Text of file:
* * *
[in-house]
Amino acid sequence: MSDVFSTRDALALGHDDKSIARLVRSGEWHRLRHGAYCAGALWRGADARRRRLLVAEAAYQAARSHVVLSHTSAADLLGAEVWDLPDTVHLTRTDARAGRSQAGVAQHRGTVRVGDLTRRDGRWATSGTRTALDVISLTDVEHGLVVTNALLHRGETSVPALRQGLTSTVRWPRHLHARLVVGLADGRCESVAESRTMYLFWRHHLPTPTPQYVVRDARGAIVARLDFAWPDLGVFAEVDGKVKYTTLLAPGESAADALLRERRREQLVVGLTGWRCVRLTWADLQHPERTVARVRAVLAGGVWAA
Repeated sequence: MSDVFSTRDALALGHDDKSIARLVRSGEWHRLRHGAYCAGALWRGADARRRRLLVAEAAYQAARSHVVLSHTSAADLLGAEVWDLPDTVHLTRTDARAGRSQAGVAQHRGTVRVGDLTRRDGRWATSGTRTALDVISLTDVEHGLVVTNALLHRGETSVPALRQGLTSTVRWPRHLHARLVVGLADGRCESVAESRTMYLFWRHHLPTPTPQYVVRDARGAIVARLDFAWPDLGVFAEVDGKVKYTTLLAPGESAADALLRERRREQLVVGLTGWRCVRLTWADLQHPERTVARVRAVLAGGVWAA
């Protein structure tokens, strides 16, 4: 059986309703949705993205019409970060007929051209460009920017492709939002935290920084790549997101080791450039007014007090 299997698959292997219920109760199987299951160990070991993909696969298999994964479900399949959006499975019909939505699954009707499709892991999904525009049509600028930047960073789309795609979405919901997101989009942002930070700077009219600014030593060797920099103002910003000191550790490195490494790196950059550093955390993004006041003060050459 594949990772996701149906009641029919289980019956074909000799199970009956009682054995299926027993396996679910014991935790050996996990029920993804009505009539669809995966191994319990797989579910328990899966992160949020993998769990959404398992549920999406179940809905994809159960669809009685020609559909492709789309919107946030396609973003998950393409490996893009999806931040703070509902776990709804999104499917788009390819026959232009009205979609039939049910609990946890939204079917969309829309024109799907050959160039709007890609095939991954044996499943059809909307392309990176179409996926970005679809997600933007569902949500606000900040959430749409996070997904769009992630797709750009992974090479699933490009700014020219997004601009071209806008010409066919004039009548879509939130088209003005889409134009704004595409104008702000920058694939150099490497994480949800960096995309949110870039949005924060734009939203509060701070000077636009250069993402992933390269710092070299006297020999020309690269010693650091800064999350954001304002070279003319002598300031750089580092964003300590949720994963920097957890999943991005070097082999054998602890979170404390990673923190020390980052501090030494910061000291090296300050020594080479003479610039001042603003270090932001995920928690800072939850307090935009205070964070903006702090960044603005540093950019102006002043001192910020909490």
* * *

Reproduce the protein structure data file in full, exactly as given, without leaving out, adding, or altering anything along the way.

[in-house]
Amino acid sequence: MSDVFSTRDALALGHDDKSIARLVRSGEWHRLRHGAYCAGALWRGADARRRRLLVAEAAYQAARSHVVLSHTSAADLLGAEVWDLPDTVHLTRTDARAGRSQAGVAQHRGTVRVGDLTRRDGRWATSGTRTALDVISLTDVEHGLVVTNALLHRGETSVPALRQGLTSTVRWPRHLHARLVVGLADGRCESVAESRTMYLFWRHHLPTPTPQYVVRDARGAIVARLDFAWPDLGVFAEVDGKVKYTTLLAPGESAADALLRERRREQLVVGLTGWRCVRLTWADLQHPERTVARVRAVLAGGVWAA
Repeated sequence: MSDVFSTRDALALGHDDKSIARLVRSGEWHRLRHGAYCAGALWRGADARRRRLLVAEAAYQAARSHVVLSHTSAADLLGAEVWDLPDTVHLTRTDARAGRSQAGVAQHRGTVRVGDLTRRDGRWATSGTRTALDVISLTDVEHGLVVTNALLHRGETSVPALRQGLTSTVRWPRHLHARLVVGLADGRCESVAESRTMYLFWRHHLPTPTPQYVVRDARGAIVARLDFAWPDLGVFAEVDGKVKYTTLLAPGESAADALLRERRREQLVVGLTGWRCVRLTWADLQHPERTVARVRAVLAGGVWAA
């Protein structure tokens, strides 16, 4: 059986309703949705993205019409970060007929051209460009920017492709939002935290920084790549997101080791450039007014007090 299997698959292997219920109760199987299951160990070991993909696969298999994964479900399949959006499975019909939505699954009707499709892991999904525009049509600028930047960073789309795609979405919901997101989009942002930070700077009219600014030593060797920099103002910003000191550790490195490494790196950059550093955390993004006041003060050459 594949990772996701149906009641029919289980019956074909000799199970009956009682054995299926027993396996679910014991935790050996996990029920993804009505009539669809995966191994319990797989579910328990899966992160949020993998769990959404398992549920999406179940809905994809159960669809009685020609559909492709789309919107946030396609973003998950393409490996893009999806931040703070509902776990709804999104499917788009390819026959232009009205979609039939049910609990946890939204079917969309829309024109799907050959160039709007890609095939991954044996499943059809909307392309990176179409996926970005679809997600933007569902949500606000900040959430749409996070997904769009992630797709750009992974090479699933490009700014020219997004601009071209806008010409066919004039009548879509939130088209003005889409134009704004595409104008702000920058694939150099490497994480949800960096995309949110870039949005924060734009939203509060701070000077636009250069993402992933390269710092070299006297020999020309690269010693650091800064999350954001304002070279003319002598300031750089580092964003300590949720994963920097957890999943991005070097082999054998602890979170404390990673923190020390980052501090030494910061000291090296300050020594080479003479610039001042603003270090932001995920928690800072939850307090935009205070964070903006702090960044603005540093950019102006002043001192910020909490």